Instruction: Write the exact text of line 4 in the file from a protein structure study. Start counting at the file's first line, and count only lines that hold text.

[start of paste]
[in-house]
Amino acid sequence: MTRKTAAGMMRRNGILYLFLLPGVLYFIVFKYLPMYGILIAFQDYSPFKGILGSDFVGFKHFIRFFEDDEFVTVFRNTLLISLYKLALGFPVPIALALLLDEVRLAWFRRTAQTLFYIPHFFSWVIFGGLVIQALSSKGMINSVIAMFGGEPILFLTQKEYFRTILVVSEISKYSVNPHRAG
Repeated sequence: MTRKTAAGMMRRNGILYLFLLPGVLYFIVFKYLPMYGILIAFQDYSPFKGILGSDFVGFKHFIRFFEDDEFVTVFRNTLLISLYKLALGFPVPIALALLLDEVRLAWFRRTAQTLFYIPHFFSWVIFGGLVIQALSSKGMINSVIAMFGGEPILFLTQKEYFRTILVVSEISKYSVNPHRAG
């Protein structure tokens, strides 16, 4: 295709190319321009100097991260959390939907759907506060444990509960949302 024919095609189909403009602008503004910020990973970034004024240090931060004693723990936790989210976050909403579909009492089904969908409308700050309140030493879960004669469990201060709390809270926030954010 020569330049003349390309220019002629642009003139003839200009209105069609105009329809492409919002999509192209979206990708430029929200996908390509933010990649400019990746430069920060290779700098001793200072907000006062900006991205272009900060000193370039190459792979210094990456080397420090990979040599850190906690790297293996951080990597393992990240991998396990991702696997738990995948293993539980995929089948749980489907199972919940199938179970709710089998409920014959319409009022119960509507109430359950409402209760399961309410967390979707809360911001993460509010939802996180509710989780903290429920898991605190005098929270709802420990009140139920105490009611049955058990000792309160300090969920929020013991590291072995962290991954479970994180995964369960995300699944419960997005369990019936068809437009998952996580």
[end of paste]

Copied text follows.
């Protein structure tokens, strides 16, 4: 295709190319321009100097991260959390939907759907506060444990509960949302 024919095609189909403009602008503004910020990973970034004024240090931060004693723990936790989210976050909403579909009492089904969908409308700050309140030493879960004669469990201060709390809270926030954010 020569330049003349390309220019002629642009003139003839200009209105069609105009329809492409919002999509192209979206990708430029929200996908390509933010990649400019990746430069920060290779700098001793200072907000006062900006991205272009900060000193370039190459792979210094990456080397420090990979040599850190906690790297293996951080990597393992990240991998396990991702696997738990995948293993539980995929089948749980489907199972919940199938179970709710089998409920014959319409009022119960509507109430359950409402209760399961309410967390979707809360911001993460509010939802996180509710989780903290429920898991605190005098929270709802420990009140139920105490009611049955058990000792309160300090969920929020013991590291072995962290991954479970994180995964369960995300699944419960997005369990019936068809437009998952996580």